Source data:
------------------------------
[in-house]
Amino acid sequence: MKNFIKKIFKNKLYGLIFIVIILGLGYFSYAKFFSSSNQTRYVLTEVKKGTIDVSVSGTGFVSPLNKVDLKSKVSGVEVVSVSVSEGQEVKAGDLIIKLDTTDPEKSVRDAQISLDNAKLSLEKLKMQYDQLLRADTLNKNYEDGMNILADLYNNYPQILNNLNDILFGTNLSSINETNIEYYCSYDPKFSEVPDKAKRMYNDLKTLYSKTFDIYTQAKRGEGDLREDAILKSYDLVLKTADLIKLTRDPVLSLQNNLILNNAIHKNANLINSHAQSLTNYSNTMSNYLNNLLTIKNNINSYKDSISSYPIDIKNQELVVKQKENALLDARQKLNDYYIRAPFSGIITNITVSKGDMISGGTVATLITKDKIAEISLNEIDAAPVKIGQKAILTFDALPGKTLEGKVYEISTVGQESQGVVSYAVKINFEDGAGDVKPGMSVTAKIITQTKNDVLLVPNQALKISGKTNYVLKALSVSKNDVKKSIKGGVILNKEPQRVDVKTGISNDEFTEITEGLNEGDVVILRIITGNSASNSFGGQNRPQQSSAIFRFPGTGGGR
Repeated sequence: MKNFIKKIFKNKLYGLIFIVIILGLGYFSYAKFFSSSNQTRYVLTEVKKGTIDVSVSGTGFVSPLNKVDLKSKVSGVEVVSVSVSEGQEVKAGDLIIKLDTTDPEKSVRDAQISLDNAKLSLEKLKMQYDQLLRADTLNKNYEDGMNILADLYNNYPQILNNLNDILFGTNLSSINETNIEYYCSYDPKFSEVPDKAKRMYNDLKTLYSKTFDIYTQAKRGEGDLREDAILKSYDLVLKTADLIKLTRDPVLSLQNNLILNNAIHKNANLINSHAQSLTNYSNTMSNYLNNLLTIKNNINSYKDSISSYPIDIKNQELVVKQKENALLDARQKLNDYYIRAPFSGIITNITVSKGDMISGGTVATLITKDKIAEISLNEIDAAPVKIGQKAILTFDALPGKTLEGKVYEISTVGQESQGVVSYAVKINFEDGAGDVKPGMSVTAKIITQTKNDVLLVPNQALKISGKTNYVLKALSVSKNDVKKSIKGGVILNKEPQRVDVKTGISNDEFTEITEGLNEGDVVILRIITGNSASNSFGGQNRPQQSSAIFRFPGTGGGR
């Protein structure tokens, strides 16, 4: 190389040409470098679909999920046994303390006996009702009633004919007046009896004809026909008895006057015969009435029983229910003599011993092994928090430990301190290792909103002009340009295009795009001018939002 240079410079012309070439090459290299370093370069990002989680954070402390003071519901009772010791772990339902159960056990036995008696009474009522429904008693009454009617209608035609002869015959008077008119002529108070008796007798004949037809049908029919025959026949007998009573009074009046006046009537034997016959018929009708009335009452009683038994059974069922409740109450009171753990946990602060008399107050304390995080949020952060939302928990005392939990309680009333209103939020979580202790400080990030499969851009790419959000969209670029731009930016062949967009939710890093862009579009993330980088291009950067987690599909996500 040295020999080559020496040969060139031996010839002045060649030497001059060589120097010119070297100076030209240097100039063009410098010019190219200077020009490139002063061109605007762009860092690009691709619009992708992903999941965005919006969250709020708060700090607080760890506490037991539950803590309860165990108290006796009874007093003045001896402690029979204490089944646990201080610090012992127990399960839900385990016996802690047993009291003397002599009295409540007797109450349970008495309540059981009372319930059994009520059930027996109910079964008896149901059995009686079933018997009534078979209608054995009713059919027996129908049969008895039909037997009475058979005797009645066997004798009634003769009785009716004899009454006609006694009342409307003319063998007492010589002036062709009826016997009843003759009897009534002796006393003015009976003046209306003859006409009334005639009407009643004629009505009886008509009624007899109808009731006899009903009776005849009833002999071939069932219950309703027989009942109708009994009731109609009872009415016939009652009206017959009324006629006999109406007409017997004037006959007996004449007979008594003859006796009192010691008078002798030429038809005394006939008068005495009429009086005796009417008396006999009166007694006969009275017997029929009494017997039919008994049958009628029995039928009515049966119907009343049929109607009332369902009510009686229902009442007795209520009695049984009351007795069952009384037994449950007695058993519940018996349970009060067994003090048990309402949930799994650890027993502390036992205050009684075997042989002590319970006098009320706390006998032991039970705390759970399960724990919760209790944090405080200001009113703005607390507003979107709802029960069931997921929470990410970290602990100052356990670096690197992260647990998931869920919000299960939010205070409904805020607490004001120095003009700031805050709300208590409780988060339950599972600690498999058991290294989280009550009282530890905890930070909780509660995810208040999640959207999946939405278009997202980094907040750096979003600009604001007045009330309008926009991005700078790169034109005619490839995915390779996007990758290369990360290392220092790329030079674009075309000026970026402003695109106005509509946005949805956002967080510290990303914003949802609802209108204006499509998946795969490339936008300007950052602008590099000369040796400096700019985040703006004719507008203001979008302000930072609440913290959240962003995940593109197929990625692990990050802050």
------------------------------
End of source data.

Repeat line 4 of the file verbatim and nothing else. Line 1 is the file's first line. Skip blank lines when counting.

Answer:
């Protein structure tokens, strides 16, 4: 190389040409470098679909999920046994303390006996009702009633004919007046009896004809026909008895006057015969009435029983229910003599011993092994928090430990301190290792909103002009340009295009795009001018939002 240079410079012309070439090459290299370093370069990002989680954070402390003071519901009772010791772990339902159960056990036995008696009474009522429904008693009454009617209608035609002869015959008077008119002529108070008796007798004949037809049908029919025959026949007998009573009074009046006046009537034997016959018929009708009335009452009683038994059974069922409740109450009171753990946990602060008399107050304390995080949020952060939302928990005392939990309680009333209103939020979580202790400080990030499969851009790419959000969209670029731009930016062949967009939710890093862009579009993330980088291009950067987690599909996500 040295020999080559020496040969060139031996010839002045060649030497001059060589120097010119070297100076030209240097100039063009410098010019190219200077020009490139002063061109605007762009860092690009691709619009992708992903999941965005919006969250709020708060700090607080760890506490037991539950803590309860165990108290006796009874007093003045001896402690029979204490089944646990201080610090012992127990399960839900385990016996802690047993009291003397002599009295409540007797109450349970008495309540059981009372319930059994009520059930027996109910079964008896149901059995009686079933018997009534078979209608054995009713059919027996129908049969008895039909037997009475058979005797009645066997004798009634003769009785009716004899009454006609006694009342409307003319063998007492010589002036062709009826016997009843003759009897009534002796006393003015009976003046209306003859006409009334005639009407009643004629009505009886008509009624007899109808009731006899009903009776005849009833002999071939069932219950309703027989009942109708009994009731109609009872009415016939009652009206017959009324006629006999109406007409017997004037006959007996004449007979008594003859006796009192010691008078002798030429038809005394006939008068005495009429009086005796009417008396006999009166007694006969009275017997029929009494017997039919008994049958009628029995039928009515049966119907009343049929109607009332369902009510009686229902009442007795209520009695049984009351007795069952009384037994449950007695058993519940018996349970009060067994003090048990309402949930799994650890027993502390036992205050009684075997042989002590319970006098009320706390006998032991039970705390759970399960724990919760209790944090405080200001009113703005607390507003979107709802029960069931997921929470990410970290602990100052356990670096690197992260647990998931869920919000299960939010205070409904805020607490004001120095003009700031805050709300208590409780988060339950599972600690498999058991290294989280009550009282530890905890930070909780509660995810208040999640959207999946939405278009997202980094907040750096979003600009604001007045009330309008926009991005700078790169034109005619490839995915390779996007990758290369990360290392220092790329030079674009075309000026970026402003695109106005509509946005949805956002967080510290990303914003949802609802209108204006499509998946795969490339936008300007950052602008590099000369040796400096700019985040703006004719507008203001979008302000930072609440913290959240962003995940593109197929990625692990990050802050």